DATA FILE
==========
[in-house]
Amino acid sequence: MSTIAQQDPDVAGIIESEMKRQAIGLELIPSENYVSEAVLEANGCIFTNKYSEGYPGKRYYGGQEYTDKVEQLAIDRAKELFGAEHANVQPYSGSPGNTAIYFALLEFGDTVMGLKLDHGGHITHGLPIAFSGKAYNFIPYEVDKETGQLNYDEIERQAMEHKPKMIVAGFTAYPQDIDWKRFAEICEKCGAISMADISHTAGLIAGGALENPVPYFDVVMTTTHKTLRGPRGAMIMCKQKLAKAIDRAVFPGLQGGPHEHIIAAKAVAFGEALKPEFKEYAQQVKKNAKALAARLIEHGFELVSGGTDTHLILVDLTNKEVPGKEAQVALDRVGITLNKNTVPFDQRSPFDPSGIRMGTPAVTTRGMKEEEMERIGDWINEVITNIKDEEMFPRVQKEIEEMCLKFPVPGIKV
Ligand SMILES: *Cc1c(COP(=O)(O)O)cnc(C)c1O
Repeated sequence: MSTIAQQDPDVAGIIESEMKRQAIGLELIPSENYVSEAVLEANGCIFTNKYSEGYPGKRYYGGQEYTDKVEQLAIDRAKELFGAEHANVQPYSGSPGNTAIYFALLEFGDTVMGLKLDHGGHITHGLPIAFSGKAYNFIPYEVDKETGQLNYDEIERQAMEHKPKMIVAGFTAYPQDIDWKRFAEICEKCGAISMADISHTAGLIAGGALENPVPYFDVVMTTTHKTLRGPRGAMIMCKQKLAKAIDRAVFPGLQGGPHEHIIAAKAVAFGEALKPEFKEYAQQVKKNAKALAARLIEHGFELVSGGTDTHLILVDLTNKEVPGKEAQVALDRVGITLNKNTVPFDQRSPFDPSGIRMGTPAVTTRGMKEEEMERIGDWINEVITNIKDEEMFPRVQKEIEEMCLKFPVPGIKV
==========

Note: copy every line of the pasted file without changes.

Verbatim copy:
[in-house]
Amino acid sequence: MSTIAQQDPDVAGIIESEMKRQAIGLELIPSENYVSEAVLEANGCIFTNKYSEGYPGKRYYGGQEYTDKVEQLAIDRAKELFGAEHANVQPYSGSPGNTAIYFALLEFGDTVMGLKLDHGGHITHGLPIAFSGKAYNFIPYEVDKETGQLNYDEIERQAMEHKPKMIVAGFTAYPQDIDWKRFAEICEKCGAISMADISHTAGLIAGGALENPVPYFDVVMTTTHKTLRGPRGAMIMCKQKLAKAIDRAVFPGLQGGPHEHIIAAKAVAFGEALKPEFKEYAQQVKKNAKALAARLIEHGFELVSGGTDTHLILVDLTNKEVPGKEAQVALDRVGITLNKNTVPFDQRSPFDPSGIRMGTPAVTTRGMKEEEMERIGDWINEVITNIKDEEMFPRVQKEIEEMCLKFPVPGIKV
Ligand SMILES: *Cc1c(COP(=O)(O)O)cnc(C)c1O
Repeated sequence: MSTIAQQDPDVAGIIESEMKRQAIGLELIPSENYVSEAVLEANGCIFTNKYSEGYPGKRYYGGQEYTDKVEQLAIDRAKELFGAEHANVQPYSGSPGNTAIYFALLEFGDTVMGLKLDHGGHITHGLPIAFSGKAYNFIPYEVDKETGQLNYDEIERQAMEHKPKMIVAGFTAYPQDIDWKRFAEICEKCGAISMADISHTAGLIAGGALENPVPYFDVVMTTTHKTLRGPRGAMIMCKQKLAKAIDRAVFPGLQGGPHEHIIAAKAVAFGEALKPEFKEYAQQVKKNAKALAARLIEHGFELVSGGTDTHLILVDLTNKEVPGKEAQVALDRVGITLNKNTVPFDQRSPFDPSGIRMGTPAVTTRGMKEEEMERIGDWINEVITNIKDEEMFPRVQKEIEEMCLKFPVPGIKV